The Iowa Board of Pharmacy is considering renewing its recommendation that the state reclassify marijuana in a way that would make it easier to use the substance legally for medical purposes, following a hearing in the state’s capital yesterday where patients, medical professionals, and drug-abuse prevention specialists testified about whether Iowa should relax its strict ban on the use of medical marijuana.
“We’re in a bit of a predicament,” board Chairman Edward Maier told several dozen people who gathered for the Des Moines hearing, noting that Iowa law currently classifies marijuana as a Schedule I drug.
A similar proposal failed to gain traction in 2009 when the board recommended that state legislators reclassify marijuana as a Schedule II drug, which would make the substance legal with a physician’s recommendation.
Edward Hertko, a retired Des Moines physician and longtime proponent for making marijuana legal, said opponents have falsely characterized marijuana as addictive and as a gateway to harder drugs.
“Its hazards pale when compared with alcohol and tobacco,” he told the pharmacy board. “In fact, marijuana is less deadly than sugar, which causes thousands of deaths each year from obesity and diabetes,” he said.
In addition, Lori Tassin, a cancer patient also from Des Moines, said she believes the substance can shrink tumors and provide other medical benefits.
“It should be my choice,” she told the board. “It should be between my doctor and me.”
The entire Iowa Board of Pharmacy will further discuss the issue Wednesday. Moreover, Maier, a Mapleton pharmacist, noted that the board does not have the authority to make medical marijuana legal. However, he did state that the board could advise Iowa state legislators on the issue.
Iowa Rep. Bruce Hunter has introduced legislation that would decriminalize simple possession of marijuana. Under current law, those found with under 42.5 grams of marijuana can be arrested and face both heavy criminal fines and jail time. HF 2313 would replace these penalties with the issuance of a simple misdemeanor citation of $300. There would be no arrest and no threat of jail time.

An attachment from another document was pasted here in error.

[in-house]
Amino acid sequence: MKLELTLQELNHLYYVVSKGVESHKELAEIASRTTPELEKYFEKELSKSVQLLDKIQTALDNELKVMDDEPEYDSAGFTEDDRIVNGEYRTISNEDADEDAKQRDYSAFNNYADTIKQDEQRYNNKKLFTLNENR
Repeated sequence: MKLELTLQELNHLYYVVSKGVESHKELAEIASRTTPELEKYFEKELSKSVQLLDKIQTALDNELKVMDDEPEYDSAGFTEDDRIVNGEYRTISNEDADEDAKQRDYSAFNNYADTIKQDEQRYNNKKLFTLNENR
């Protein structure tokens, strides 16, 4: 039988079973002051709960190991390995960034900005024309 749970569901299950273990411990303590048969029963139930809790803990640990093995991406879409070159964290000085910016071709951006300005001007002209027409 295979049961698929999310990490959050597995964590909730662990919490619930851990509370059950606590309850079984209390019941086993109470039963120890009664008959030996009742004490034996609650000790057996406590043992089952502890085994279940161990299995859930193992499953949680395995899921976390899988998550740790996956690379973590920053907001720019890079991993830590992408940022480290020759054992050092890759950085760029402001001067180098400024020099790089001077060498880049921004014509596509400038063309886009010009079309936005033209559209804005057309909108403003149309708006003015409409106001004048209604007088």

Seventeen states have removed the threat of jail time for the possession of modest amounts of marijuana. Many of these states, including Minnesota, made these changes as far back as the 1970’s. In fact, just yesterday, Richard Bonnie – former director of the National Commission on Marijuana and Drug Abuse and policy advisor to the Nixon, Ford, and Carter administrations – submitted testimony in support of a similar proposal in Maryland.
If you are an Iowa resident, please ask your state representative and senator to support this noncontroversial bill.
Earlier this week, lawmakers in Des Moines once again introduced the Medical Cannabis Act for consideration. Unfortunately, the legislation will die for the year if it is not reported out of the Senate Human Resources Committee by the end of the week. If you live in Iowa, please email the committee members today and ask them to hold a hearing on this bill.
If passed, the Medical Cannabis Act will protect Iowans with serious and debilitating medical conditions from arrest or prosecution for using medical marijuana with a doctor’s recommendation. The legislation also requires the department of public health to develop rules governing the distribution of medical marijuana to qualified patients. Twenty states and Washington, D.C. have compassionate laws on the books; it’s about time Iowa does the same.